My job is in a niche-y corner of business journalism, but I would like to explore options outside of journalism, although I have little interest in public relations. I'm in NYC.

I'm good at writing, processing information, and research. I learn quickly, and I like to learn new things. I'm not so good at gossiping and schmoozing with people, although I do have decent interviewing skills. I have a bachelor's in political science, but have been out of college for long enough by now that I doubt this will be of much importance. I'm pretty good at working with data, and I like it, but I'm hardly an Excel wizard nor do I have any background in math or statistics. I have experience with audio (hosting podcasts and webcasts), and a little experience with video. I have very little design sense.

I sort of have contacts, but do not know what do with them regarding this, if anything at all. Basically, there are many people that I work with though my job who know me on a professional level, but without being personal friends in any manner. One thing I've wondered about is how to leverage those contacts, considering that they are not exactly people that I am likely to socialize with. Any advice on this particular matter would be appreciated.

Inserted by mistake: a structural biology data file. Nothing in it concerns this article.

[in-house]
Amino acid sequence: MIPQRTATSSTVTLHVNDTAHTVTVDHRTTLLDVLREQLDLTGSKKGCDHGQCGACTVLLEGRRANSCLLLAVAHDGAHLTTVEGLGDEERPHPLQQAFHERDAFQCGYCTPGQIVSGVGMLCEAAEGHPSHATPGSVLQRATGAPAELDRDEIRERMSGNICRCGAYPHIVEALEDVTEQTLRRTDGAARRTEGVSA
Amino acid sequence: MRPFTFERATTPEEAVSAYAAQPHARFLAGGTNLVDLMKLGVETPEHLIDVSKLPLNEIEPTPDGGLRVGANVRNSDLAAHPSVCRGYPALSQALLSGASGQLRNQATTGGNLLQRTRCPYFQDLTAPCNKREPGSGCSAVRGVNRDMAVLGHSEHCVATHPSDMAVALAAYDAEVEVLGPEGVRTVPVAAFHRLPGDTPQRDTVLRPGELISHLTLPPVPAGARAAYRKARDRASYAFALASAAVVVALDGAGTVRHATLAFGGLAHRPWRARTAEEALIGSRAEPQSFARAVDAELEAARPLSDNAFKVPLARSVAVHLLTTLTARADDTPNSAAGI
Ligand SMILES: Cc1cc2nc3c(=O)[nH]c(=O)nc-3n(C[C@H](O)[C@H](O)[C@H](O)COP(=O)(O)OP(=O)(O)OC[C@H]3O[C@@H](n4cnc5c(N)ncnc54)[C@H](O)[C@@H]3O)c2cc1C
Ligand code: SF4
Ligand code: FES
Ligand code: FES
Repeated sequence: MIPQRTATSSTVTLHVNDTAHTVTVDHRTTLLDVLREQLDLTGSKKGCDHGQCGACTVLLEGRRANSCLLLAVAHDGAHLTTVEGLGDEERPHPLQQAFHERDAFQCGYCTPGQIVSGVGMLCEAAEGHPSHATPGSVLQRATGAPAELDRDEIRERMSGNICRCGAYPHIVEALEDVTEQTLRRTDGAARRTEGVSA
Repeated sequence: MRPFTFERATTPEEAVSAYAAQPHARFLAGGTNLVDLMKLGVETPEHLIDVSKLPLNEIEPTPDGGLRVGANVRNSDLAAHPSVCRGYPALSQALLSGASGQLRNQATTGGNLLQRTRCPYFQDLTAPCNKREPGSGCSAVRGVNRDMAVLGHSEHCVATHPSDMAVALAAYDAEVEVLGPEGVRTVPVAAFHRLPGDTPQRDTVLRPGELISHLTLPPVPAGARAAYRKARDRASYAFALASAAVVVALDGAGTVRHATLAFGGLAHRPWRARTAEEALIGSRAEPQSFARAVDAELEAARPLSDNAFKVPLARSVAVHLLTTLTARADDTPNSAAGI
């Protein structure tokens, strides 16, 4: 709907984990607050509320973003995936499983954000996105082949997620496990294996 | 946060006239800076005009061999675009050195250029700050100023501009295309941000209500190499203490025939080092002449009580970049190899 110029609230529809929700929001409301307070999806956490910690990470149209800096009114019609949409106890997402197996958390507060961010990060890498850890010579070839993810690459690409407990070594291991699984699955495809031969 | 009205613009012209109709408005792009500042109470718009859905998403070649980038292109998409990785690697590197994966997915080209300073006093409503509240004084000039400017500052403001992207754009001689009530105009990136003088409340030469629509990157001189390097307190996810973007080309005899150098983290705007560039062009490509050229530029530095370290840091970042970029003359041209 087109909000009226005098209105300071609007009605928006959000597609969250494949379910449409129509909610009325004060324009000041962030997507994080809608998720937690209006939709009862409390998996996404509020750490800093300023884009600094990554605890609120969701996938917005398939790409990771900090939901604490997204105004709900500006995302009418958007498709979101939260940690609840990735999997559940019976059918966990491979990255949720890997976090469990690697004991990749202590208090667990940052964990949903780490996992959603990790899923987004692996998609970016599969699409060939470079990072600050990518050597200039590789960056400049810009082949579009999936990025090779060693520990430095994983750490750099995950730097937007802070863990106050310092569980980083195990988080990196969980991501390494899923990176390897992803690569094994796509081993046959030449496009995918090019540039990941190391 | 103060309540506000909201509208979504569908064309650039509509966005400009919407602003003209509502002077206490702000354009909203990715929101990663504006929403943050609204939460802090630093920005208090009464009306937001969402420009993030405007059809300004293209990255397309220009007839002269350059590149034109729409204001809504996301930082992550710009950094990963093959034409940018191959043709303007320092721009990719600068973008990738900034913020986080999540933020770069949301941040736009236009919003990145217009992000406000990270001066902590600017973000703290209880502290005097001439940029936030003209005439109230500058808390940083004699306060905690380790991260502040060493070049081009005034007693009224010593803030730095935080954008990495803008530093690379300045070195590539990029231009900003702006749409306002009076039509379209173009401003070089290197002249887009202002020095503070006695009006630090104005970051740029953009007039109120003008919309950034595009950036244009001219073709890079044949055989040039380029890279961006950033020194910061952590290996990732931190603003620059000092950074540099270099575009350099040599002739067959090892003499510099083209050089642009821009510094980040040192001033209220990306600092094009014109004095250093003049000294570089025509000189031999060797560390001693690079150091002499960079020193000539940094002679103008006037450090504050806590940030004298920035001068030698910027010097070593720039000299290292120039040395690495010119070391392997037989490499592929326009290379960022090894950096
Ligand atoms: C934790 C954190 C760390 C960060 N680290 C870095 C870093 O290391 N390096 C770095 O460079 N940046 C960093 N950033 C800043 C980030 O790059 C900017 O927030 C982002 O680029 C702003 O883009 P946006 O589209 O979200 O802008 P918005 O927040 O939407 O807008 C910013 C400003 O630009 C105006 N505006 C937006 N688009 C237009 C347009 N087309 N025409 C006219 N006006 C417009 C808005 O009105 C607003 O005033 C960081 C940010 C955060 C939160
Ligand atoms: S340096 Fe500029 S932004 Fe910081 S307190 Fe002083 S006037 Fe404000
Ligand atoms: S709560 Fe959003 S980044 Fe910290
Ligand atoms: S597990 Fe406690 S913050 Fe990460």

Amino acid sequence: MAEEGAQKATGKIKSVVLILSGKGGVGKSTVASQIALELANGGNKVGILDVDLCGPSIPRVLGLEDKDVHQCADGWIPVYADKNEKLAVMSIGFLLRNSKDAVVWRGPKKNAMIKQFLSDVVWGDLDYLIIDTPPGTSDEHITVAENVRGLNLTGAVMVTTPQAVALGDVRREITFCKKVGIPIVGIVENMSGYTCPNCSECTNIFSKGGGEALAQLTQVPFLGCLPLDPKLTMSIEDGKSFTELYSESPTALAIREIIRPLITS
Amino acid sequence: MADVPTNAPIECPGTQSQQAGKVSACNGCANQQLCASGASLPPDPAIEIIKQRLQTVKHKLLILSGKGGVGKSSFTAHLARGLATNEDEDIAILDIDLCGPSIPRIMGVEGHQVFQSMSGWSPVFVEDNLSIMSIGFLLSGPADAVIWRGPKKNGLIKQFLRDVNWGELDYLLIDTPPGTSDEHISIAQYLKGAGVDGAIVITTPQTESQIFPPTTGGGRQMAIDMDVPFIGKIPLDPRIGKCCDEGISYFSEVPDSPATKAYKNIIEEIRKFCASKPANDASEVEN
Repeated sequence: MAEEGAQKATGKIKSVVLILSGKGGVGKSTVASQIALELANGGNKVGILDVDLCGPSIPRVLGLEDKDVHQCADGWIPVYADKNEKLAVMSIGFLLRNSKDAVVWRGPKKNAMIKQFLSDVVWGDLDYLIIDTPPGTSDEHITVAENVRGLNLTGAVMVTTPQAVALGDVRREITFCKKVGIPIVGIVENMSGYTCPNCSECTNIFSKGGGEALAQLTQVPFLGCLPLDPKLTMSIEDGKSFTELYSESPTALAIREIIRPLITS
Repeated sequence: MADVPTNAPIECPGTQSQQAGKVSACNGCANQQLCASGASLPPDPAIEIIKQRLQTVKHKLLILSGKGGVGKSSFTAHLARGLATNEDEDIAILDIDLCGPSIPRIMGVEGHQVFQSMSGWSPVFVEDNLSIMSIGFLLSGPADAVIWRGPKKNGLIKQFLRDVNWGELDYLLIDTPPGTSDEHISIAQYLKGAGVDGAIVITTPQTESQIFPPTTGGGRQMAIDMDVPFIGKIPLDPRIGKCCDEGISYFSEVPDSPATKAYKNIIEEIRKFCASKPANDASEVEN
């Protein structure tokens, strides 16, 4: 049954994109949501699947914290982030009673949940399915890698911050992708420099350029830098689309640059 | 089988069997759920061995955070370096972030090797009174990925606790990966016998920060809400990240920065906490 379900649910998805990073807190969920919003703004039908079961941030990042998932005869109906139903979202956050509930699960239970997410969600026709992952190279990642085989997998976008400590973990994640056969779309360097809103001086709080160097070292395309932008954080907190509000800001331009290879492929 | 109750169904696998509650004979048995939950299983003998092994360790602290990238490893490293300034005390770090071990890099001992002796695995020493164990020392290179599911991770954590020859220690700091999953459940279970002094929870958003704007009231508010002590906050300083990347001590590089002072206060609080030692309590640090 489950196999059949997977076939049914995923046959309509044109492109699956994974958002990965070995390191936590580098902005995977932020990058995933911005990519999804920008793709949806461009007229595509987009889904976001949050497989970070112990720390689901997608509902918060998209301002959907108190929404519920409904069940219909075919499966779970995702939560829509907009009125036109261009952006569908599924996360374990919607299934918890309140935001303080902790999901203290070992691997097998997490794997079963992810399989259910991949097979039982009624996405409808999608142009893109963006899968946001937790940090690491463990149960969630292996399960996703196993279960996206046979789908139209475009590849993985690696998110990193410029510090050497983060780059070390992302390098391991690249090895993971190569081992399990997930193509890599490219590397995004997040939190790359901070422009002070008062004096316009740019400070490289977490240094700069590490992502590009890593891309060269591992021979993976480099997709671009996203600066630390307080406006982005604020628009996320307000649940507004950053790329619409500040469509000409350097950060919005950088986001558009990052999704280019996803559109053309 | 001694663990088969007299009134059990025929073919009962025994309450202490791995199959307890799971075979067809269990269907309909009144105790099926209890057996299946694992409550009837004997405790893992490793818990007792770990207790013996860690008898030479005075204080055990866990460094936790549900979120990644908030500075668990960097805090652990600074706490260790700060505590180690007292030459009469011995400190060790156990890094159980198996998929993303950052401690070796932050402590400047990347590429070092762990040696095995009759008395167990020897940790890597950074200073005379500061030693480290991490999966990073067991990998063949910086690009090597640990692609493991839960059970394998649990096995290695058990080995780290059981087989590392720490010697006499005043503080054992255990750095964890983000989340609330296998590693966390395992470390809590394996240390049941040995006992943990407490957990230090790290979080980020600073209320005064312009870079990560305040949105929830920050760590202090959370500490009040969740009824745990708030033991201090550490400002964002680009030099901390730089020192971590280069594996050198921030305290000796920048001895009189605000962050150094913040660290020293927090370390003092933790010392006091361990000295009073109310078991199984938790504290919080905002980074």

I strongly suspect that my LinkedIn profile and resume could use some work.
posted by breakin' the law to Work & Money (12 answers total) 9 users marked this as a favorite
I don’t really know either, but my college offers career advice services to alumni. Also, industry conferences sometimes have resume review services.
posted by blnkfrnk at 6:42 PM on January 26 [1 favorite]